Toward the end of the 18th century, however, overproduction and failure to modernize, as well as exploitation by greedy rulers, dampened the reputation of French wine. During the reign of Napoleon, crucial changes were made that eventually re-elevated French wine to the status of a luxury item. Trade with the UK and other countries brought French wines world attention, and several French regions became famous for the quality of the wine.

Rigid and demanding quality standards were set by the 1855 Classification of Bordeaux. These standards are still used today to rank Bordeaux wines.

At the end of the 1800s, a devastating collapse of the wine market occurred with the introduction of the phylloxera to Europe. The phylloxera is a kind of louse, which destroyed the roots of most of the French vines. As a result, French rootstocks were replaced with some from North America. However, American rootstock created new problems for French winemakers.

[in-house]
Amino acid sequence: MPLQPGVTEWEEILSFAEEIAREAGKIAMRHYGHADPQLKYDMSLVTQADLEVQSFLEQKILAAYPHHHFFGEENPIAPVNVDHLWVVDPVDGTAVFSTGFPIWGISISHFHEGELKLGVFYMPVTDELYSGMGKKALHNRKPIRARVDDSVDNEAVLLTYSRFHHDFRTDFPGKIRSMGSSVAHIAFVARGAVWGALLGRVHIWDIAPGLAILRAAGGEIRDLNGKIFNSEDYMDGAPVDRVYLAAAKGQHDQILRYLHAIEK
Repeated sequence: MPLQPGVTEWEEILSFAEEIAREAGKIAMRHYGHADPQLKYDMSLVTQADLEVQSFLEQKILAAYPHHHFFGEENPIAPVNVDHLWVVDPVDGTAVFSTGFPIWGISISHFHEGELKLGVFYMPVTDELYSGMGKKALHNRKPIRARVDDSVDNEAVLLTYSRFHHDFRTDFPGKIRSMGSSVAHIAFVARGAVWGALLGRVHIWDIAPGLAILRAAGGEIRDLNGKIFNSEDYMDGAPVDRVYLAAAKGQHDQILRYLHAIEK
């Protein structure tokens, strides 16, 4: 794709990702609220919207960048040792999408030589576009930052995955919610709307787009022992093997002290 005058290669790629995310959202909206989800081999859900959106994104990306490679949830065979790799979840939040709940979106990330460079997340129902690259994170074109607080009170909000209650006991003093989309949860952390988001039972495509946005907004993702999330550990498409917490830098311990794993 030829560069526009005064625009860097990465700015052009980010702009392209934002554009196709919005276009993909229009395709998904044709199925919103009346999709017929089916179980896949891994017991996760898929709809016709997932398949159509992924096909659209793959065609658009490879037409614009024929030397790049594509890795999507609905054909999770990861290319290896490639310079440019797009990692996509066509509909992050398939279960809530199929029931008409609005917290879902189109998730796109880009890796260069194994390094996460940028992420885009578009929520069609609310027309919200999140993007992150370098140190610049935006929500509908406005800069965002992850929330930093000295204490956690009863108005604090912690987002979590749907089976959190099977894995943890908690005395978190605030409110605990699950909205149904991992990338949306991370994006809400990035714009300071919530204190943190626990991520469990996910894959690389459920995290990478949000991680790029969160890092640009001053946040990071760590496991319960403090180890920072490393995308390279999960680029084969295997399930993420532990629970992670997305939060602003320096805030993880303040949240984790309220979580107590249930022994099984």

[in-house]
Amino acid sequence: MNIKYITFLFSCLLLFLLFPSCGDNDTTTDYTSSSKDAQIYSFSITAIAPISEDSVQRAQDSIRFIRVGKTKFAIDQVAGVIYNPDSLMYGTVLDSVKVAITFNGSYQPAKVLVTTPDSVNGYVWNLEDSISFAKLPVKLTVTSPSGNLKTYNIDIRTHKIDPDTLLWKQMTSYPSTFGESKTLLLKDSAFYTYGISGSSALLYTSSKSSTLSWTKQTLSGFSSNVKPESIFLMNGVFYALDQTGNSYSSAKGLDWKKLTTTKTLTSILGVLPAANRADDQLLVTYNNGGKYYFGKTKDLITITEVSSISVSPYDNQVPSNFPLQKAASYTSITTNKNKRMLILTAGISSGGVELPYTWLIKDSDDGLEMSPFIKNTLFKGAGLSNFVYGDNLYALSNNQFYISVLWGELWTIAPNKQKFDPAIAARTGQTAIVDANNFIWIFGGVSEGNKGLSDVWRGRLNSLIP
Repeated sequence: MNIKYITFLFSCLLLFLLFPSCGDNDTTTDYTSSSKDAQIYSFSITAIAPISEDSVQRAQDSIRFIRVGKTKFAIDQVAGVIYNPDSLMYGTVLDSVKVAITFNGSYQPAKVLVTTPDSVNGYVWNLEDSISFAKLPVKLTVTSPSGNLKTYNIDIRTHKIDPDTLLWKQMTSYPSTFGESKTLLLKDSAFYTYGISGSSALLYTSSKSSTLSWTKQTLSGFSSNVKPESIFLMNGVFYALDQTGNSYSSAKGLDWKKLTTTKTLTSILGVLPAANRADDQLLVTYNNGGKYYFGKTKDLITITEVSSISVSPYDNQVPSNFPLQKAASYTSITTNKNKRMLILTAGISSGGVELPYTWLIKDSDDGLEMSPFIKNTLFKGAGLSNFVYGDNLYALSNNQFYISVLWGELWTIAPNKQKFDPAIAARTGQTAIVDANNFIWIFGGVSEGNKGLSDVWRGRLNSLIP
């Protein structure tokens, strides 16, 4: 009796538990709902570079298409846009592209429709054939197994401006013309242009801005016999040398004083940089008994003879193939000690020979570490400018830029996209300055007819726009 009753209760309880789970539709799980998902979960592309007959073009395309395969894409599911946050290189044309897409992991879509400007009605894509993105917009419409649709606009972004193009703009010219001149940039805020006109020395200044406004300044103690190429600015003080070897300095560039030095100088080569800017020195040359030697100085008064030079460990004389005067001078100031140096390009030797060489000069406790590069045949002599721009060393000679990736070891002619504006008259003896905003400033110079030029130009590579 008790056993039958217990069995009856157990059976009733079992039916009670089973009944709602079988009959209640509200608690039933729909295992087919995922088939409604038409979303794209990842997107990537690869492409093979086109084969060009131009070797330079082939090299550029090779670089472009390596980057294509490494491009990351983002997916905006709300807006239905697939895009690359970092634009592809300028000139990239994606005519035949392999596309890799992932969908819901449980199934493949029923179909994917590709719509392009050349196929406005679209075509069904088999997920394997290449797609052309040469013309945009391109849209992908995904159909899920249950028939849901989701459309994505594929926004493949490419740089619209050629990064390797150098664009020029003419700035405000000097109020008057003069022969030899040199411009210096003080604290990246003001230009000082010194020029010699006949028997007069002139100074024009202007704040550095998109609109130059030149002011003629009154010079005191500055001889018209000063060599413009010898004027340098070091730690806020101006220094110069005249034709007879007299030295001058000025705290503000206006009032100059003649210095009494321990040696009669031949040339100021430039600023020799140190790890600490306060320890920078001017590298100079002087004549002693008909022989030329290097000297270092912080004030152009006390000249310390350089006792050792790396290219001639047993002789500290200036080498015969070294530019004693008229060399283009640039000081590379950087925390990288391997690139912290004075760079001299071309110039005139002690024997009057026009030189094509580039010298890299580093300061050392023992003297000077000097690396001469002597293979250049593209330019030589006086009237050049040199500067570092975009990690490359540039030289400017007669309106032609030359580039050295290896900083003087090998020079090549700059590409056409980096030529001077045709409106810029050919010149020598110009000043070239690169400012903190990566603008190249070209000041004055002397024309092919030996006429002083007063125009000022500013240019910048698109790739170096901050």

The recovery of the wine industry was gradual, but the building of railway systems in France sparked development and growth. Product could be sent by rail to ports, and shipped to the rest of the world. Wealthy people could now enjoy the expensive wines of France at home. With profit in the air, winemakers were even more motivated to produce excellent wines, and quality standards rose. In the mid-20th century, the regional categorization system was instituted, and quality was heightened by the elimination of "knockoff" wines with labels advertising regions in misleading ways.

Railway in France

The building of French railways helped to develop the French wine industry.
Photo by daviddb on Flickr.
License: Creative Commons SA 2.0 Generic.